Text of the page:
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In the crosshairs of conscience: John Kitzhaber's death penalty reckoning

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To cope with his dread, John Kitzhaber opened his leather-bound journal and began to write.
It was a little past 9 on the morning of Nov. 22, 2011. Gary Haugen had dropped his appeals. A Marion County judge had signed the murderer's death warrant, leaving Kitzhaber, a former emergency room doctor, to decide Haugen's fate. The 49-year-old would soon die by lethal injection if the governor didn't intervene.
Kitzhaber was exhausted, having been unable to sleep the night before, but he needed to call the families of Haugen's victims.
"I know my decision will delay the closure they need and deserve," he wrote.
The son of University of Oregon English professors, Kitzhaber began writing each day in his journal in the early 1970s. The practice helped him organize his thoughts and, on that particular morning, gather his courage.
Kitzhaber first dialed the widow of David Polin, an inmate Haugen beat and stabbed to death in 2003 while already serving a life sentence fo…

Charleston shooting suspect Dylann Roof waives right to jury trial

Dylann Roof
Dylann Roof
Dylann Roof, the suspect charged with fatally shooting nine people at a historic black church in Charleston, S.C., last June, is seeking to waive his right to a jury trial, according to court papers.

Lawyers for Roof, 22, of Columbia, S.C., indicated the suspect's intent in a notice they filed Thursday in U.S. District Court. The move would leave Roof's future up to a judge.

"Pursuant to this order, the defendant hereby states that he is willing to waive jury, and to be tried and sentenced by the court," read the notice filed by Roof lawyers David Bruck, based in Lexington, Va., and Michael O'Connell, based in Mount Pleasant, S.C.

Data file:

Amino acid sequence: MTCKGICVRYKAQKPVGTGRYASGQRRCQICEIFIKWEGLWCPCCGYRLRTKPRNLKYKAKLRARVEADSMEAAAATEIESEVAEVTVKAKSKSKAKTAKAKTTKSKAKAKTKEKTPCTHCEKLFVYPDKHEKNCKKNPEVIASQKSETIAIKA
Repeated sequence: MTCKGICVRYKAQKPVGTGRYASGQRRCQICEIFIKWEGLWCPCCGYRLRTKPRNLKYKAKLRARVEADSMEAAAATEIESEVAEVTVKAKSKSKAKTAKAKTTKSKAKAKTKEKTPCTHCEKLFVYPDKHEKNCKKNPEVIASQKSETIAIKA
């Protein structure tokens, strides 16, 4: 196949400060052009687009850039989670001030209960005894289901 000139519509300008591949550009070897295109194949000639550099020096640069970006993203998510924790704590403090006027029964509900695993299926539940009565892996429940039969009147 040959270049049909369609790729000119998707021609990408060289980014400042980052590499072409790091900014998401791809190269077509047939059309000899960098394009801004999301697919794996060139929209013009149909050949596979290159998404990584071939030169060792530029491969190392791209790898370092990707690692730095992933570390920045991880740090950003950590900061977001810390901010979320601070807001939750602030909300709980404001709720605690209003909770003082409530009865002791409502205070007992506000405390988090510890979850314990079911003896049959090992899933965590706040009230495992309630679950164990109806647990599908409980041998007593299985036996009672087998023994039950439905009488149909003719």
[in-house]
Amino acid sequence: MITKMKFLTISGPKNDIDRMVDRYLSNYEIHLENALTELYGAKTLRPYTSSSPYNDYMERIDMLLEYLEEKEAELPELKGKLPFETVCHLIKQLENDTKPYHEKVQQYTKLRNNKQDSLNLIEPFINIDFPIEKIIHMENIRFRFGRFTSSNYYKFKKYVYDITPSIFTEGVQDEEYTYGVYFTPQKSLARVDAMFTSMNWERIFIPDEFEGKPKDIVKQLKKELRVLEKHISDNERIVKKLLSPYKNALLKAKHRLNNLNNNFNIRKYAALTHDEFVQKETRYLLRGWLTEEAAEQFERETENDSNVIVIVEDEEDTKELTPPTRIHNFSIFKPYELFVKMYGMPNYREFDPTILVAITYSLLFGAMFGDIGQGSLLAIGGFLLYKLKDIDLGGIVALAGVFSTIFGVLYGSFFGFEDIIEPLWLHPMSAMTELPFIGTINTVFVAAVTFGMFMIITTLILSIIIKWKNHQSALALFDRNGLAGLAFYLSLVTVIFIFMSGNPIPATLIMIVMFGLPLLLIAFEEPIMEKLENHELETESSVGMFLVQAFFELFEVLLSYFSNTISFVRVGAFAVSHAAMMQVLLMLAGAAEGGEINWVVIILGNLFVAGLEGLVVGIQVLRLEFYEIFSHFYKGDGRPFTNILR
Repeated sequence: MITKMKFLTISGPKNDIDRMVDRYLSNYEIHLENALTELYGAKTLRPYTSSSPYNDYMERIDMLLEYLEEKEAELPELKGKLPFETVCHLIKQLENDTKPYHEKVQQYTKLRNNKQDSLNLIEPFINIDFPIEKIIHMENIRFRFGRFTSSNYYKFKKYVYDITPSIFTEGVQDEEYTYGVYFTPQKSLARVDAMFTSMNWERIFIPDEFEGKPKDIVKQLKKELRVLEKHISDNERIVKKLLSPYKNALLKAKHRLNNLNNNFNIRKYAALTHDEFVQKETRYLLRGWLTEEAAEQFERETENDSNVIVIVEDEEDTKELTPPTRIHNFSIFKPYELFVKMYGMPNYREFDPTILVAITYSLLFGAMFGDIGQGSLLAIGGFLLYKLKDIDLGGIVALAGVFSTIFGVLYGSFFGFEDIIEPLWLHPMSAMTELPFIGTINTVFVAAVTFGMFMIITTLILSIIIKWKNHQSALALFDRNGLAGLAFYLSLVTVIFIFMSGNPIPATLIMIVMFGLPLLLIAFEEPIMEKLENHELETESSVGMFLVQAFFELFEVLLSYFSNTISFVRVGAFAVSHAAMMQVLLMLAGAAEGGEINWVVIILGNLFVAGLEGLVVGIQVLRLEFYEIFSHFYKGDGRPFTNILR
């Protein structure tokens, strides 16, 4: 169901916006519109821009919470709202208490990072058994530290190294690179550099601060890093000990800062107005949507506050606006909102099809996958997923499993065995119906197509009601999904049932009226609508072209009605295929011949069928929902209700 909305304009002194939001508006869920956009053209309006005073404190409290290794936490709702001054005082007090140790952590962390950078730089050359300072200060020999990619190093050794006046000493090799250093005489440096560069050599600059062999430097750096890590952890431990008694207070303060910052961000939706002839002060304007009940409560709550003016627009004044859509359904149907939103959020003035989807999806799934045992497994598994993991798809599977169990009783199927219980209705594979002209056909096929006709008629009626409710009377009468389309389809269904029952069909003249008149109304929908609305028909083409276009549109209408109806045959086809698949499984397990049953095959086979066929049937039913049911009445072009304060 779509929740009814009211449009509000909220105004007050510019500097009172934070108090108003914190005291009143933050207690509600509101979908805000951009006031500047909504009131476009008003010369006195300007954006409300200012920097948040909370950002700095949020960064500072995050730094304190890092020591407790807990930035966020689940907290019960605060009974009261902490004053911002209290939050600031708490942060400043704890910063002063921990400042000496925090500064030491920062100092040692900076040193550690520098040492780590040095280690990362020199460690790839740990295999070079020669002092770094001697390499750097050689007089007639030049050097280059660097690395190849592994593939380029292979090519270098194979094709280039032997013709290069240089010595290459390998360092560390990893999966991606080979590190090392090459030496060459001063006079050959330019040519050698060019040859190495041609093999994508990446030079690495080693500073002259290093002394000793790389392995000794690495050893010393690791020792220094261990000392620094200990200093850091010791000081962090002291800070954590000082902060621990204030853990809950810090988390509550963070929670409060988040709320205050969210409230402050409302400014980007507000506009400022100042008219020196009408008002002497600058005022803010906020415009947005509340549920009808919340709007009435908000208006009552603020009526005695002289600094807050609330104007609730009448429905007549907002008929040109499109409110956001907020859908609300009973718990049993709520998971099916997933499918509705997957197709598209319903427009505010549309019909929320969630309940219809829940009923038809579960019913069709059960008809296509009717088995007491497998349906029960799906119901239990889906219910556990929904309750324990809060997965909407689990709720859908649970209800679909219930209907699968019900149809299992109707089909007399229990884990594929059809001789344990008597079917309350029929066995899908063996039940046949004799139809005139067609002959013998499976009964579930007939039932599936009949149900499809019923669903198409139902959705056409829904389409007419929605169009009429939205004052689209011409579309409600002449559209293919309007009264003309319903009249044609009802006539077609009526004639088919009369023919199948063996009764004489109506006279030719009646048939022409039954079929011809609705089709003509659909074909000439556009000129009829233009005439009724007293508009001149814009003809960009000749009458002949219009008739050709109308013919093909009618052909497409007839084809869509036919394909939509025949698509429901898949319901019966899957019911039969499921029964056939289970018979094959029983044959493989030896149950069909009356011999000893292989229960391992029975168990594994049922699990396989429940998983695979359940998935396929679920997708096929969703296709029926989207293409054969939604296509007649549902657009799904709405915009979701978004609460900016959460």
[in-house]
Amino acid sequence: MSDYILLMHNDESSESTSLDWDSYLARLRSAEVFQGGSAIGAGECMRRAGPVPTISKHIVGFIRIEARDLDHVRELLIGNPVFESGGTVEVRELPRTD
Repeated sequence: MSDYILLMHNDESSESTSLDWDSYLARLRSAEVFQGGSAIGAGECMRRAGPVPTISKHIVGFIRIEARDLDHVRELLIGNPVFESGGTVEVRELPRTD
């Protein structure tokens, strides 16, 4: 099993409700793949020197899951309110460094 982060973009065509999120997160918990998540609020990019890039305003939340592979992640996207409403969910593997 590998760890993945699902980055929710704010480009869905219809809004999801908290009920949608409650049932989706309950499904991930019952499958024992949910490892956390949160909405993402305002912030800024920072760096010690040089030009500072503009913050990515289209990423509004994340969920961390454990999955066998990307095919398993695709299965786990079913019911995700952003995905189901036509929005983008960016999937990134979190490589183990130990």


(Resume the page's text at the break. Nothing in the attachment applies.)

The notice also indicated, though, that a lawyer for the federal government has informed Roof's lawyers that that "the government will not consent to waive jury at either stage of this case."

Roof's trial is set to begin Nov. 7. Prosecutors are seeking the death penalty.

On June 17, 2015, Roof staged a massacre at the Mother Emanuel African Methodist Episcopal Church during a Bible study session. Among those who died were Pastor Clementa Pinckney. It is the oldest AME church in the South and was cofounded by slave revolt organizer Denmark Vesey.

Officials have said Roof targeted his alleged victims because they were black.

Source: USA Today, June 9, 2016


Dylann Roof Seeks Trial By Judge

Roof seeks to waive his Constitutional right, but federal prosecutors are objecting.

Accused Charleston massacre suspect Dylann Roof wants to waive his Constitutional right to a trial by a jury of his peers, instead asking that his fate be determined by a federal judge.

The accused is a white supremacist who is alleged to have killed nine African-American churchgoers in Charleston, S.C. last June. President Obama eulogized the victims, and the Justice Department is pursuing the death penalty in the case. In addition to first-degree murder counts, Roof also faces hate crime charges. His federal trial is scheduled to begin in November, while his state trial is expected to begin in 2017.

In court documents filed Thursday, Roof and his attorneys asked to waive his right to a jury trail. Those same documents indicate prosecutors are objecting to his request. If forced to face a jury, Roof's attorney David Bruck said he may ask the judge to have jurors selected from the Charleston area and not statewide

Roof is alledged to have entered the Emanual AME Church in downtown Charleston on June 17, 2016, took part in Bible study for an hour, and then opened fire on those there. When all was said and done, nine people -- including a state senator -- were dead, and three others were injured.

The incident has touched a nerve nationwide in the year since the shooting. South Carolina removed the Confederate battle flag from the grounds of its state capitol. Other states have debated removing the confederate flag from their state flag, it has been removed from U.S. Capitol grounds, and the National Park Service has stopped selling Confederate items at National Parks, notably Civil War battlefields. Most recently, Washington National Cathedral removed stained glass windows with the flag.

Source: US News, Curt Mills, June 10, 2016

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